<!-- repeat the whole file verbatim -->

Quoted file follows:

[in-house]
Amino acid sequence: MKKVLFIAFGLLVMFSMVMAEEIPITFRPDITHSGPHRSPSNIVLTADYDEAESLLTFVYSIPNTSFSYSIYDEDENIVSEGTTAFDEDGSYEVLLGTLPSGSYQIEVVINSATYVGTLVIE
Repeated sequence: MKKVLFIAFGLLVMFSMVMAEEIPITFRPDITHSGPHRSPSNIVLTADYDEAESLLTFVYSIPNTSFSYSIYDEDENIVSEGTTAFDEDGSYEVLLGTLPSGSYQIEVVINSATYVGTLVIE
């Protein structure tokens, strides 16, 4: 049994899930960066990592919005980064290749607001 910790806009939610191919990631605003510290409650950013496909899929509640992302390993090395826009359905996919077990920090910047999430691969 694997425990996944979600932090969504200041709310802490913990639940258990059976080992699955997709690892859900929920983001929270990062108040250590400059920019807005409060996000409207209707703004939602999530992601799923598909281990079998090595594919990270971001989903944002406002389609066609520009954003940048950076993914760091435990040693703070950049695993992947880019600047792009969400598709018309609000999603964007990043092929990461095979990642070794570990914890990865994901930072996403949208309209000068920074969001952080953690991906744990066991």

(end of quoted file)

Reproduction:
[in-house]
Amino acid sequence: MKKVLFIAFGLLVMFSMVMAEEIPITFRPDITHSGPHRSPSNIVLTADYDEAESLLTFVYSIPNTSFSYSIYDEDENIVSEGTTAFDEDGSYEVLLGTLPSGSYQIEVVINSATYVGTLVIE
Repeated sequence: MKKVLFIAFGLLVMFSMVMAEEIPITFRPDITHSGPHRSPSNIVLTADYDEAESLLTFVYSIPNTSFSYSIYDEDENIVSEGTTAFDEDGSYEVLLGTLPSGSYQIEVVINSATYVGTLVIE
């Protein structure tokens, strides 16, 4: 049994899930960066990592919005980064290749607001 910790806009939610191919990631605003510290409650950013496909899929509640992302390993090395826009359905996919077990920090910047999430691969 694997425990996944979600932090969504200041709310802490913990639940258990059976080992699955997709690892859900929920983001929270990062108040250590400059920019807005409060996000409207209707703004939602999530992601799923598909281990079998090595594919990270971001989903944002406002389609066609520009954003940048950076993914760091435990040693703070950049695993992947880019600047792009969400598709018309609000999603964007990043092929990461095979990642070794570990914890990865994901930072996403949208309209000068920074969001952080953690991906744990066991």